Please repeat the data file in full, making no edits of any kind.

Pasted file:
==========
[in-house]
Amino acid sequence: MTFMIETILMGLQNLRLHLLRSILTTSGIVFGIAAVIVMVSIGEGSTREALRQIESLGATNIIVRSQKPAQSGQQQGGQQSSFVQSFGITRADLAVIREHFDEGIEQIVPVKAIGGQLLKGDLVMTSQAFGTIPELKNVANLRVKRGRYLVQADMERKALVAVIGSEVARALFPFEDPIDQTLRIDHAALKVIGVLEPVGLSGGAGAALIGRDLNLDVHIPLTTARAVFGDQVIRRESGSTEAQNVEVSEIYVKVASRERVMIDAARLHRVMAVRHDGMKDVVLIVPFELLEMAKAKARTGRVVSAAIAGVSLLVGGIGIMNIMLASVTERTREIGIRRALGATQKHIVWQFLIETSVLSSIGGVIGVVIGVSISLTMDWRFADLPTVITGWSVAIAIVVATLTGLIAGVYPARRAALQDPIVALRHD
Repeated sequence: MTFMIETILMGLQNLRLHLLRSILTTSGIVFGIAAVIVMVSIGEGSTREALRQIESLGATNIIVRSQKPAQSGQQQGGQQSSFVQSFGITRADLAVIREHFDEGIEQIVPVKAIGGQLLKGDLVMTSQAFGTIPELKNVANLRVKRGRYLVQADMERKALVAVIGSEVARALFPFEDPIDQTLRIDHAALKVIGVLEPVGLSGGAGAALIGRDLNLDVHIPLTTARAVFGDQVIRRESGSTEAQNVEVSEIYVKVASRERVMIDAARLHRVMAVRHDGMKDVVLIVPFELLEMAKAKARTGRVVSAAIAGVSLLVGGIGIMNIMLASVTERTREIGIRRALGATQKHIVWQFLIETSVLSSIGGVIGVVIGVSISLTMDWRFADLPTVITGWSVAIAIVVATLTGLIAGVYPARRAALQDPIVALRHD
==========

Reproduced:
[in-house]
Amino acid sequence: MTFMIETILMGLQNLRLHLLRSILTTSGIVFGIAAVIVMVSIGEGSTREALRQIESLGATNIIVRSQKPAQSGQQQGGQQSSFVQSFGITRADLAVIREHFDEGIEQIVPVKAIGGQLLKGDLVMTSQAFGTIPELKNVANLRVKRGRYLVQADMERKALVAVIGSEVARALFPFEDPIDQTLRIDHAALKVIGVLEPVGLSGGAGAALIGRDLNLDVHIPLTTARAVFGDQVIRRESGSTEAQNVEVSEIYVKVASRERVMIDAARLHRVMAVRHDGMKDVVLIVPFELLEMAKAKARTGRVVSAAIAGVSLLVGGIGIMNIMLASVTERTREIGIRRALGATQKHIVWQFLIETSVLSSIGGVIGVVIGVSISLTMDWRFADLPTVITGWSVAIAIVVATLTGLIAGVYPARRAALQDPIVALRHD
Repeated sequence: MTFMIETILMGLQNLRLHLLRSILTTSGIVFGIAAVIVMVSIGEGSTREALRQIESLGATNIIVRSQKPAQSGQQQGGQQSSFVQSFGITRADLAVIREHFDEGIEQIVPVKAIGGQLLKGDLVMTSQAFGTIPELKNVANLRVKRGRYLVQADMERKALVAVIGSEVARALFPFEDPIDQTLRIDHAALKVIGVLEPVGLSGGAGAALIGRDLNLDVHIPLTTARAVFGDQVIRRESGSTEAQNVEVSEIYVKVASRERVMIDAARLHRVMAVRHDGMKDVVLIVPFELLEMAKAKARTGRVVSAAIAGVSLLVGGIGIMNIMLASVTERTREIGIRRALGATQKHIVWQFLIETSVLSSIGGVIGVVIGVSISLTMDWRFADLPTVITGWSVAIAIVVATLTGLIAGVYPARRAALQDPIVALRHD